Even if we can decide on must-read books, not all students will be ready to read them at the same grade level

Many factors to consider in determining whether we should have a list of “required” books for U.S. students.

A journalism educator colleague who also teaches high school English has joined in the discussion.

In his blog and in comments to my post, he raises an important issue related to any assigned reading:

Are students “ready” at the same time to read the same works? And the answer is no.

One of the challenges that even national standards and testing will never accomplish is getting everyone to read on grade level, meaning that at a certain age, a student should read at a certain level. (Fry’s Readability Level is one way to measure the text’s reading level.) Boys often can be slower in their reading skills in elementary school than girls. A student’s home environment can impact reading level, with those who have more language experiences at home (parents talking and reading to them) tend to be better readers. Those reading level differences expand as students reach high school.  A book that would work for some 10th graders wouldn’t work for others. So a key part of a book’s “success” as required reading is to match the book to the reading level of the student.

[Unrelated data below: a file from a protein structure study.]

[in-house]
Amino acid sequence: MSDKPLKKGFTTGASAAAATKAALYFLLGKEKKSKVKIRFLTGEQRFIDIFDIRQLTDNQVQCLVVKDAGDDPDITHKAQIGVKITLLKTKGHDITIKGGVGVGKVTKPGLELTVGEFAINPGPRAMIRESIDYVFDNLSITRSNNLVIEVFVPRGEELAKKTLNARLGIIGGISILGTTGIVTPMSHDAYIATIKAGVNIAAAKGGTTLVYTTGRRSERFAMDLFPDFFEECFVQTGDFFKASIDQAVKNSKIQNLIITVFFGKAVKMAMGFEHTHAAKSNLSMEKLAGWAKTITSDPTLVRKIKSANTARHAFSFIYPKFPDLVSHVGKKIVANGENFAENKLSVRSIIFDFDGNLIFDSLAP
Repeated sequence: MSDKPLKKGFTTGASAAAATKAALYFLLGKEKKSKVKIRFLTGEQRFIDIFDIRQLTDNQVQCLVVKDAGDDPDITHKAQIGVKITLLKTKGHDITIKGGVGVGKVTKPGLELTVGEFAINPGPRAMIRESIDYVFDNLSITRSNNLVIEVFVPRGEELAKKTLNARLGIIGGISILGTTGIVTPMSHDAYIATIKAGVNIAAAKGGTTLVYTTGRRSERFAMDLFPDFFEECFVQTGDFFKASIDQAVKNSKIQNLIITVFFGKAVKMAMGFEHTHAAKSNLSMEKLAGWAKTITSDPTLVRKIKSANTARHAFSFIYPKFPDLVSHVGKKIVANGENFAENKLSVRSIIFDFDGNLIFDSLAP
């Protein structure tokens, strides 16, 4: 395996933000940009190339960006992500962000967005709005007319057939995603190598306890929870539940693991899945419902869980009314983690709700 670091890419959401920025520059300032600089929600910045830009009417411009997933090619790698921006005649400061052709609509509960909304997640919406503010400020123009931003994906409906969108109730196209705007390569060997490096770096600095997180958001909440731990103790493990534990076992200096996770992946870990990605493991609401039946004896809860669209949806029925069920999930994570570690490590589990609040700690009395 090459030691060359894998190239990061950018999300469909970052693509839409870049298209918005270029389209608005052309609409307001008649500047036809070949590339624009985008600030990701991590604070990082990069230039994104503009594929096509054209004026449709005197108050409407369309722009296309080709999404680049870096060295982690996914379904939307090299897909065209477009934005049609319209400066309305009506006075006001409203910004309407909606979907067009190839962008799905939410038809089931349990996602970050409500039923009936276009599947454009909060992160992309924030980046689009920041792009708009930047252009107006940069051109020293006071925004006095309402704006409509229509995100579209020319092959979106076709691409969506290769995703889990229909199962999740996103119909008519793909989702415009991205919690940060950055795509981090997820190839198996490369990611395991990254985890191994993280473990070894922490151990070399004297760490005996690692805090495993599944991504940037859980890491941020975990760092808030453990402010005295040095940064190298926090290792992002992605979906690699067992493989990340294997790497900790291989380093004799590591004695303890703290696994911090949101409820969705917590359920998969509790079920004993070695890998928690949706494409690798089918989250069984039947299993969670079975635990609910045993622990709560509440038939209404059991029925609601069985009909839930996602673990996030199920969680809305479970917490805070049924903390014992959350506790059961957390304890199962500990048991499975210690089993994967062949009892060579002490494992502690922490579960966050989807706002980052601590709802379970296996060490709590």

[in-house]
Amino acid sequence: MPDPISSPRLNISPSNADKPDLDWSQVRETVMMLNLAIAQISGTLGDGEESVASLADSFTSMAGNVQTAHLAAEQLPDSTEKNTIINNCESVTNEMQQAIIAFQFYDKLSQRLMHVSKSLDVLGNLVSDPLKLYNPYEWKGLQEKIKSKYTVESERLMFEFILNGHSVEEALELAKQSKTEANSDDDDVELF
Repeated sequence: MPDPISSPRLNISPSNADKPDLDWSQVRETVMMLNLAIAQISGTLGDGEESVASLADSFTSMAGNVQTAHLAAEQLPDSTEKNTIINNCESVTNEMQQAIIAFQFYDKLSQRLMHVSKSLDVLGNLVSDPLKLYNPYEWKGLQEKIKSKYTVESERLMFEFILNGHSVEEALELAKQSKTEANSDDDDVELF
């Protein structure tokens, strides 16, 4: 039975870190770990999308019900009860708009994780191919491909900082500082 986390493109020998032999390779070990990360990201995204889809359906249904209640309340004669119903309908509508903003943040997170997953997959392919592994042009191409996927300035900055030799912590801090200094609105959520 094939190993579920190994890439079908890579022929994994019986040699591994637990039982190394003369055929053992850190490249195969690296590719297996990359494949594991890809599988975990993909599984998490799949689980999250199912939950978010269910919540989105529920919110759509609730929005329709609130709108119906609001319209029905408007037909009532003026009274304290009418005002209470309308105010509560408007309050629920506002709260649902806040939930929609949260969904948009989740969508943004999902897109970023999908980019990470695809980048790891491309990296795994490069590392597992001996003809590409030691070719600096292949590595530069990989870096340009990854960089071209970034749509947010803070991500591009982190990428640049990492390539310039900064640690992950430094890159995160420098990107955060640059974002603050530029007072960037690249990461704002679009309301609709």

I’d also say that waiting to introduce the books that we consider to be the must-reads until students are old enough and mature enough (let’s say 12th graders) will mean that many students will miss those readings, as more than 20 percent of U.S. students drop out of school before graduating from high school. In some urban areas, the dropout rate is 50 percent.

Discussion of dropout rates make me think of my first year of teaching high school English and my Sophomore English class. That group would now be called “at risk” students. At the time, they were labeled Phase 1, on a scale of 1 to 5, with 5 being college prep. Of the 32 students in that Sophomore English class, only one went on to graduate from that high school. (Some may have moved away and graduated elsewhere. But most dropped out.)

About 15 of the students regularly attended class. Some of the others I never met. They were counting the days until they turned 16 and could drop out of high school. And at least a part of their lack of academic success was their poor reading ability.

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